Great updates, thanks. I haven't exhausted every resource by any means, but doesn't Curiosity have a "nuclear" power source instead of solar panels? I've looked around a bit but haven't found much on it, considering this is a remarkable difference from previous space craft or 'rovers'.
Looking forward to more photos, and this got me wondering: how long might the Curiosity outlive its official mission life?
And how far could it travel? In theory, if there were no major obstacles, like the Grand Canyon of Mars, could it travel to one of the poles (and what is its top speed?), or will its mission be lived out entirely in the crater area?
Good piece in Nature on the future of planetary exploration:
Bottom line: Unless NASA gets a budget increase, Curiosity is likely to be the last U.S. rover to land on Mars for the foreseeable future.
Highlights from today's (8/8) Curiosity briefing:
-All rover antennas and links are deployed and working "perfectly"
-100 Mbytes relayed back to Earth during Sol 2 (second day on the Martian surface)
-Surface temperature at Gale Crater a little warmer than expected.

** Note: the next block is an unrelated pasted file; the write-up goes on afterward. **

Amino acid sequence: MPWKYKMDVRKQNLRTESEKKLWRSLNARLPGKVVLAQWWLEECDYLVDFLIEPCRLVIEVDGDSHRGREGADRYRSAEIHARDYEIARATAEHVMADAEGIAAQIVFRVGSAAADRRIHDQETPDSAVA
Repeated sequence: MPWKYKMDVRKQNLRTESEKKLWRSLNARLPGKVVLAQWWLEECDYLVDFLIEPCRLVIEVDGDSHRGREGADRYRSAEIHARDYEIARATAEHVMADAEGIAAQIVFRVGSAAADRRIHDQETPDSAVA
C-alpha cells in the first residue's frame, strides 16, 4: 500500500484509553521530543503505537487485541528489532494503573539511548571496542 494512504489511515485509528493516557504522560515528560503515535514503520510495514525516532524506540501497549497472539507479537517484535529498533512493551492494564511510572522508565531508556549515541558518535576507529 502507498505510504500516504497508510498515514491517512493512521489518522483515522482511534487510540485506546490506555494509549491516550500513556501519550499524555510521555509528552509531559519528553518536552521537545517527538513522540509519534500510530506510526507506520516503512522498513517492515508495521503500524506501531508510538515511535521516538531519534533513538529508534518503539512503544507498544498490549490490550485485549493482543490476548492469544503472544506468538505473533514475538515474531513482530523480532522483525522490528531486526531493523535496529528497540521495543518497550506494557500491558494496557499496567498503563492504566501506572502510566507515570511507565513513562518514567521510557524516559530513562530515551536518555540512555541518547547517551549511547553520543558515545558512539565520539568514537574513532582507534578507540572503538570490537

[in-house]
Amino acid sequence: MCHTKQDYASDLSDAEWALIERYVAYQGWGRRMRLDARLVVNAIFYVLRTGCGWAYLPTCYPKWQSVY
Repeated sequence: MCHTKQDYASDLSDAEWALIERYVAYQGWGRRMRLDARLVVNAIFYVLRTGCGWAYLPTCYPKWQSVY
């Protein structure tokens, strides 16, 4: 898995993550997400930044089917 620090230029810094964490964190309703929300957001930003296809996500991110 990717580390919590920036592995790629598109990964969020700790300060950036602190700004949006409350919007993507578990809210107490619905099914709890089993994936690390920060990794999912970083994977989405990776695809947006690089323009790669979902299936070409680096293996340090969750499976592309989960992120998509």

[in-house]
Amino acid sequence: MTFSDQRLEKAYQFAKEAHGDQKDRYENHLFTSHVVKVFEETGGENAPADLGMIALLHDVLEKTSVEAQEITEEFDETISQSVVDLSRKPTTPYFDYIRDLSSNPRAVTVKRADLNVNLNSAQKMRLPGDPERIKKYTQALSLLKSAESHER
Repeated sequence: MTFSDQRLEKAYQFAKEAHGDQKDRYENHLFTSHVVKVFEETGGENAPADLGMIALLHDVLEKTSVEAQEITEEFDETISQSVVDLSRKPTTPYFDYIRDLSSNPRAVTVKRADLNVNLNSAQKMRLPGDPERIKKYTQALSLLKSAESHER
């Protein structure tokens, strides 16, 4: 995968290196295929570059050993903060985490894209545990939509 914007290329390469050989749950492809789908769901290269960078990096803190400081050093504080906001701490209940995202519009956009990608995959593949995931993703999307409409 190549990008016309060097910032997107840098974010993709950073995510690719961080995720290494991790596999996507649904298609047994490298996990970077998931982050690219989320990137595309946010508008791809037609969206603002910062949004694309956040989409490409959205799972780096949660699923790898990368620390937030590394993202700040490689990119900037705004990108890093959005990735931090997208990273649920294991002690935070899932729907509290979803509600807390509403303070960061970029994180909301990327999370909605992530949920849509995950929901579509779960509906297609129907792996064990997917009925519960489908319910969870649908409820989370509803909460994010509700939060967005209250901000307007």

-a 360-degree panorama of the landing site is expected to be taken on Sol 3
-Rocket motors on sky crane provided some "free trenching" of the surface that exposed bedrock. "We've already got an exploration hole drilled for us," said John Grotzinger, JPL project scientist
-Official landing time for Curiosity at Gale Crater was 10:17 p.m. PDT, but signal was not received on Earth until about 10:32 p.m. PDT.
-JPL image managers showed an image of a line of small impact craters made by ballast weights dropped before touchdown that were used to leverage the lander's angle of attack during descent. There are no plans to drive to these spots.
Much more to come.
NASA/JPL reports that Curiosity's mast containing its seven of the rover's 17 cameras has been successfully deployed.
View the first picture taken from the mast here:
A press briefing on the status of Curiosity is scheduled for 10 a.m. PDT
Neat, for a sec I was feeling dissapointed of the quality of the picture, then all makes sense.
It is necessary to protect optics until all dust picked up from descent has settled down. Very smart indeed, we are waitting with excitment for the follow up images...
NASA's Orion Flight Software Production Systems Manager Darrel G. Raines joins Planet Analog Editor Steve Taranovich and Embedded.com Editor Max Maxfield to talk about embedded flight software used in Orion Spacecraft, part of NASA's Mars mission. Live radio show and live chat. Get your questions ready.
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